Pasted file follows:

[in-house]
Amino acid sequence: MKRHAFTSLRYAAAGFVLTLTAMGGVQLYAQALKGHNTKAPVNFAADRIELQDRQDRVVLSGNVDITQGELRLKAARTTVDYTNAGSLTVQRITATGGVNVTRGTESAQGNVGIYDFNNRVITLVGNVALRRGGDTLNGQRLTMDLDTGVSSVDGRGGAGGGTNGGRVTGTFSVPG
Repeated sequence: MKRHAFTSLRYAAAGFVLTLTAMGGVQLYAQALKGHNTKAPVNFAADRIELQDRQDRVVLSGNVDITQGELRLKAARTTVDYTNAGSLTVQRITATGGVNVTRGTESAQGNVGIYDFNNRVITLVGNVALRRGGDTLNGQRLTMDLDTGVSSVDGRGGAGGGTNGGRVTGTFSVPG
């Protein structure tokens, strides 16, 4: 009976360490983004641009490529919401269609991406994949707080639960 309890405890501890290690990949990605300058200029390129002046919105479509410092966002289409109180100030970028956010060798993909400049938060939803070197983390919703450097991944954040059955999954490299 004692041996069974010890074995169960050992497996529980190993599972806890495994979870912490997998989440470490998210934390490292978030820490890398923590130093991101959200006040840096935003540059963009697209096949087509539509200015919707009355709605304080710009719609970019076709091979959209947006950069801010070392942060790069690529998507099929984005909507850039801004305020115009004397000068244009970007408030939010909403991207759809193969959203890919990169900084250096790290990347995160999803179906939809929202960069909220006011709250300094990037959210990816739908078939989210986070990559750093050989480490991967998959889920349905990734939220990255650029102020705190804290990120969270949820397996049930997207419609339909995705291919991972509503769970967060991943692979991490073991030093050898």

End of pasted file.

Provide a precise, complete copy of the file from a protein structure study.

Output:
[in-house]
Amino acid sequence: MKRHAFTSLRYAAAGFVLTLTAMGGVQLYAQALKGHNTKAPVNFAADRIELQDRQDRVVLSGNVDITQGELRLKAARTTVDYTNAGSLTVQRITATGGVNVTRGTESAQGNVGIYDFNNRVITLVGNVALRRGGDTLNGQRLTMDLDTGVSSVDGRGGAGGGTNGGRVTGTFSVPG
Repeated sequence: MKRHAFTSLRYAAAGFVLTLTAMGGVQLYAQALKGHNTKAPVNFAADRIELQDRQDRVVLSGNVDITQGELRLKAARTTVDYTNAGSLTVQRITATGGVNVTRGTESAQGNVGIYDFNNRVITLVGNVALRRGGDTLNGQRLTMDLDTGVSSVDGRGGAGGGTNGGRVTGTFSVPG
């Protein structure tokens, strides 16, 4: 009976360490983004641009490529919401269609991406994949707080639960 309890405890501890290690990949990605300058200029390129002046919105479509410092966002289409109180100030970028956010060798993909400049938060939803070197983390919703450097991944954040059955999954490299 004692041996069974010890074995169960050992497996529980190993599972806890495994979870912490997998989440470490998210934390490292978030820490890398923590130093991101959200006040840096935003540059963009697209096949087509539509200015919707009355709605304080710009719609970019076709091979959209947006950069801010070392942060790069690529998507099929984005909507850039801004305020115009004397000068244009970007408030939010909403991207759809193969959203890919990169900084250096790290990347995160999803179906939809929202960069909220006011709250300094990037959210990816739908078939989210986070990559750093050989480490991967998959889920349905990734939220990255650029102020705190804290990120969270949820397996049930997207419609339909995705291919991972509503769970967060991943692979991490073991030093050898």